The Imaginarium Of Dr Parnassus: 10 Years On

The Imaginarium Of Dr Parnassus: 10 Years On

The Imaginarium Of Dr Parnassus: 10 Years On. More than any other active filmmaker, trouble seems to have a way of finding Terry Gilliam. He had lengthy battles with studios to save his cuts of Brazil and 12 Monkeys and saw the production of The Adventures of Baron Munchausen spiral out of control.

Most famously, the disastrous 1998 production of The Man Who Killed Don Quixote saw his first attempt at the film cancelled. (A second attempt proved more successful.) This unlucky streak continued into the late noughts when tragedy struck the production of The Imaginarium of Dr. Parnassus.

The Imaginarium was a more filmmaker-driven and independent effort, possibly in reaction to all the in-fighting Gilliam had seen while making The Brothers Grimm. It began filming in winter of 2007, and was going smoothly to start. However, during a break in production where it relocated from London to Vancouver, the film’s star, Heath Ledger, died suddenly at the age of 28.

It remains a sad and unfortunate event, and one that left Gilliam and co. with an unfinished film and no leading actor to finish it with, as all of Parnassus‘s interior scenes and effects shots had yet to be filmed. While normally a problem like this would spell the end, the team were determined to finish the Imaginarium one way or another.

At first they considered using digital effects to fill in the gaps, before the decision was made to hire three new actors to play alternate versions of Ledger’s character. With the film’s biggest issue resolved, production re-started and fortunately saw no further tragedy or set-backs.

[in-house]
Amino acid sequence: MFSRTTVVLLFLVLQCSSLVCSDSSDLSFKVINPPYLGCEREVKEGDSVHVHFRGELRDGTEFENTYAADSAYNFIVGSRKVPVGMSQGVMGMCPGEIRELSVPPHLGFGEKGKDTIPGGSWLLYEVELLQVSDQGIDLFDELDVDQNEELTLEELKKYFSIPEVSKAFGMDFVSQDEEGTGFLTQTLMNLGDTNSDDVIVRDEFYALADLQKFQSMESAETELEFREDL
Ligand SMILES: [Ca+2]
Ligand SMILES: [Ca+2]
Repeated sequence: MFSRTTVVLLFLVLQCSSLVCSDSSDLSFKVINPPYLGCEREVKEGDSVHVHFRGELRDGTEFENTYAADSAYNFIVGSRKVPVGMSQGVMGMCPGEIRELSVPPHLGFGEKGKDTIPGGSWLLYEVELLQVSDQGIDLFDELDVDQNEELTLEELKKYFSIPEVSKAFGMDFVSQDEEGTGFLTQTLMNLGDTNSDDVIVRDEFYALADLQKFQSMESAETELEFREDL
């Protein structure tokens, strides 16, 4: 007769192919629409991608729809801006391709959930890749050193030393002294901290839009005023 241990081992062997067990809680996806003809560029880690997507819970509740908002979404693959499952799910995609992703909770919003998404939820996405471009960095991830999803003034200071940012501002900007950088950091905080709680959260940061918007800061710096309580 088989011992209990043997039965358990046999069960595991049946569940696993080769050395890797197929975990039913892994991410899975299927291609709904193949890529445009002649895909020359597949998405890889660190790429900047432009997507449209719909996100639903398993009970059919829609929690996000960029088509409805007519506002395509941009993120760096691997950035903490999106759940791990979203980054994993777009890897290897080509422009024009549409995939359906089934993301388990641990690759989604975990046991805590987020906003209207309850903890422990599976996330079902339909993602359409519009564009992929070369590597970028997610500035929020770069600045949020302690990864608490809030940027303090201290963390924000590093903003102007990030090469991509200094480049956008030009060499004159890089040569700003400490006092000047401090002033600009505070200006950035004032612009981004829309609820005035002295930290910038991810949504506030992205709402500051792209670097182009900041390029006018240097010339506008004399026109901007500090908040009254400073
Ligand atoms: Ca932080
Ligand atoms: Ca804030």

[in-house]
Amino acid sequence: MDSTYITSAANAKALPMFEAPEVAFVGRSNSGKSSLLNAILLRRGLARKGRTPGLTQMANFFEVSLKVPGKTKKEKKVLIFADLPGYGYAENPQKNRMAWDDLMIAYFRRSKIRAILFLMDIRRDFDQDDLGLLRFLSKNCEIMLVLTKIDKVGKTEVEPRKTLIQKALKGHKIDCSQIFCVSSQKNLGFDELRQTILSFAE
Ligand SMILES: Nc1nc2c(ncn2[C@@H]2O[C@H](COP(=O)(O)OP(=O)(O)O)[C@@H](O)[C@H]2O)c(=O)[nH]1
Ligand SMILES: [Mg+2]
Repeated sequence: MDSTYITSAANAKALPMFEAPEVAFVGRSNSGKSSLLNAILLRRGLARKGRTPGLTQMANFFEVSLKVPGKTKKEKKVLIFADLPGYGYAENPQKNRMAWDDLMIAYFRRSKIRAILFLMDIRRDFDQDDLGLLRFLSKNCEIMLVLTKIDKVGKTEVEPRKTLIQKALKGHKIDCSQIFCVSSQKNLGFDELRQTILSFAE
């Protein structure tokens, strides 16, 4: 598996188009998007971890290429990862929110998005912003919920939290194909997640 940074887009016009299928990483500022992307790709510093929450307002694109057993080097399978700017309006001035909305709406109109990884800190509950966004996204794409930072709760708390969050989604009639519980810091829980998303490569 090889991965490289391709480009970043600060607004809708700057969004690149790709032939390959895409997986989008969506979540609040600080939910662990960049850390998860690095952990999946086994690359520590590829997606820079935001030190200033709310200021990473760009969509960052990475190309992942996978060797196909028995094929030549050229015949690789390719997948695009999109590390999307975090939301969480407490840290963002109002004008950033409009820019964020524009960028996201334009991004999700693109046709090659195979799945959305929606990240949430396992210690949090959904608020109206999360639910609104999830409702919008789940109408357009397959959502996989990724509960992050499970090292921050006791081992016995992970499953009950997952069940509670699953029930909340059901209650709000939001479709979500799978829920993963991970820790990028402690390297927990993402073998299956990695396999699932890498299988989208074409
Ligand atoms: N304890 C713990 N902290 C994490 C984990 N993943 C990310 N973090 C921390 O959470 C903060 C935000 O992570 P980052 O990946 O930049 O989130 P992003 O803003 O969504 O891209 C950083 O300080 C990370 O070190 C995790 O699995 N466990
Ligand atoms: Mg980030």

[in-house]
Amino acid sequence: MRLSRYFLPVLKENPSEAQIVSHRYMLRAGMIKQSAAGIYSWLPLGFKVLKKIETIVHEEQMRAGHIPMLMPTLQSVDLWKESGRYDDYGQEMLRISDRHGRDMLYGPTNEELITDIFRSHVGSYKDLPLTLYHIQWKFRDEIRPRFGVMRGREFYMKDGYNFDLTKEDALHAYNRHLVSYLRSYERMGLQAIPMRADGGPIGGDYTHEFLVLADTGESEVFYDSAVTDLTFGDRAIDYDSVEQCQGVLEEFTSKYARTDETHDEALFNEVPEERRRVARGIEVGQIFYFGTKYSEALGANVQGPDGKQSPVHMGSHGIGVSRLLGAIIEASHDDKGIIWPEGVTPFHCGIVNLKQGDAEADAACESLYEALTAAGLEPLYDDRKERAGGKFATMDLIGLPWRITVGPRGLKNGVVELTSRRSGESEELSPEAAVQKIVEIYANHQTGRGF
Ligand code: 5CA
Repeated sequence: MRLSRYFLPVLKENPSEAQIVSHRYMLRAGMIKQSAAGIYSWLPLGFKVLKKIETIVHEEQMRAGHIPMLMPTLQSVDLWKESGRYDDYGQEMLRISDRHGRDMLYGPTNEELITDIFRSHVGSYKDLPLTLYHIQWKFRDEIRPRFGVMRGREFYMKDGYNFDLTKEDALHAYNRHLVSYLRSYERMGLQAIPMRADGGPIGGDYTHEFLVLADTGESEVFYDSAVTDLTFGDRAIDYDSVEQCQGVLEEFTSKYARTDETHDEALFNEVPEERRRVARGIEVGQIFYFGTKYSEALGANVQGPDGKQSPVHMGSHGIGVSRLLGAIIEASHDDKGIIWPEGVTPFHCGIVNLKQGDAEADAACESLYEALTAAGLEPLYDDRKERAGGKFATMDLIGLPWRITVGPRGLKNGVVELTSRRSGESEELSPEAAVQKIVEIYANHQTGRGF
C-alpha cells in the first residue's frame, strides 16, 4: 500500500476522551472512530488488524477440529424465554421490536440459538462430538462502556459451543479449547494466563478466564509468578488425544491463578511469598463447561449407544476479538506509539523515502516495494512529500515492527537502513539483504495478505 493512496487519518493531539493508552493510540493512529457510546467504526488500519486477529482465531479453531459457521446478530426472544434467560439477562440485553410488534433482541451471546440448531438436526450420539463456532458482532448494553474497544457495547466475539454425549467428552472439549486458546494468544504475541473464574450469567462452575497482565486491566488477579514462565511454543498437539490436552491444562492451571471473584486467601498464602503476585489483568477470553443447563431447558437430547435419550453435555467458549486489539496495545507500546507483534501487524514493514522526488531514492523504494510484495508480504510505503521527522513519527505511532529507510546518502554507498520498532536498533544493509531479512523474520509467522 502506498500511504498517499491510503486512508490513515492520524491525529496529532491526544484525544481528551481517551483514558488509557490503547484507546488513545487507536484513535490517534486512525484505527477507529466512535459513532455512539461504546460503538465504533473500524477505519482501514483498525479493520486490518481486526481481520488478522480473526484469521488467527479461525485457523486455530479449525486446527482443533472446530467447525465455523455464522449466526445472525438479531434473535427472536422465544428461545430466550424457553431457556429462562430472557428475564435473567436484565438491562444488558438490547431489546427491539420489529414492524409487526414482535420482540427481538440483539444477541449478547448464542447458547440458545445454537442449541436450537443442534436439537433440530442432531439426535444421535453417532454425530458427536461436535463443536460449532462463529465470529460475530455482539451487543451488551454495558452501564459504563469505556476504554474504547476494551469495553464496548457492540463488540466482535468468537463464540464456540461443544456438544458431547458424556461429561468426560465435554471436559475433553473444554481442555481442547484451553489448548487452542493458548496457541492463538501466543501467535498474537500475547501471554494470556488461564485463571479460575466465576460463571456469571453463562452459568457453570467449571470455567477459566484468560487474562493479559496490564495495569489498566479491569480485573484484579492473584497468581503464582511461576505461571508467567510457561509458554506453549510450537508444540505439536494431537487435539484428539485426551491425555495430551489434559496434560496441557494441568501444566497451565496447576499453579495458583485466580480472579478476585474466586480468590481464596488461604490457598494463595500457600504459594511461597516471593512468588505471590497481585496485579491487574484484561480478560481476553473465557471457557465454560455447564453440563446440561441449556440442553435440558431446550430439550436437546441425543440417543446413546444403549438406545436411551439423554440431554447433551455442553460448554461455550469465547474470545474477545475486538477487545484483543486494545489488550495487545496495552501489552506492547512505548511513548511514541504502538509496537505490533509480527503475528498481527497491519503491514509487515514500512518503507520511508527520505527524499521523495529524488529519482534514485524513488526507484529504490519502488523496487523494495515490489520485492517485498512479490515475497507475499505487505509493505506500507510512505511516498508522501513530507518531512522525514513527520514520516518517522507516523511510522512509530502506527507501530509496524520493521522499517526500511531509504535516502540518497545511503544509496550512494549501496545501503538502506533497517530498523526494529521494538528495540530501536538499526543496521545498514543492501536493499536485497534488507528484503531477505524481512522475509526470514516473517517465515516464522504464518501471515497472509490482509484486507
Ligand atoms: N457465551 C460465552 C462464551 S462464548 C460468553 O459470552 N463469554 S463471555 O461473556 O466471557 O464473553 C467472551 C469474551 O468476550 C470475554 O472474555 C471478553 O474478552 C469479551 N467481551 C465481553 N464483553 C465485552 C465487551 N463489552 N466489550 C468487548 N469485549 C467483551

The fact that Imaginarium of Parnassus was Heath Ledger’s last film saw what would normally be a niche, specialised effort gain wider attention and was a big selling point for when the film finally opened to the world on October 16th, 2009:

All that effort paid off in the end – the film doubled its money at the box office, though was met with a mixed reception. A decade on and removed from the hype, though, is there more to this film than just the last chance to see Heath Ledger?

As it goes, Dr. Parnassus is standard Terry Gilliam fable of an unappreciated visionary who tries to convince the world the secrets they hold are true. In this case, Christopher Plummer uses a magic mirror to show people the true power of imagination – in an effort to win a battle with the devil (Tom Waits).

Ledger comes into the picture as a man on the run who joins up with Plummer’s travelling show, his absence solved by casting new actors to play alternate reality versions of the character.

The replacements would eventually be friends of Ledger, Jude Law and Colin Farrell, and Gilliam regular Johnny Depp. Depp’s schedule at the time allowed him only one day to shoot his scenes – and given the constraints, it’s all the more impressive how well his performance turned out:

Gilliam obviously commands a lot of trust and faith in his cast and crew, as everyone here gives their all for him – the standouts being Plummer in a highly dignified but believable role and Tom Waits, who steals every scene he is in. On a technical side, it’s wonderfully photographed by Nicola Pecorini and, as in all of Gilliam’s films, the visual effects are first-rate.

The rest of the film is, in a way, a quintessential Terry Gilliam film, but feels a little too straightforward and forced to be truly inspiring in the way Brazil was. That being said, the fact that the production persevered despite the tragedy that befell it is a testament to the determination and resourcefulness of Gilliam and his crew, to give Heath Ledger the send off he deserved and to make the film they wanted to make.

Jack first started reviewing films when he was four years old and went on to his mum about how the ending of Snow White was shit. He is now very pleased to be able to share his knowledge of film and culture here at BRWC.


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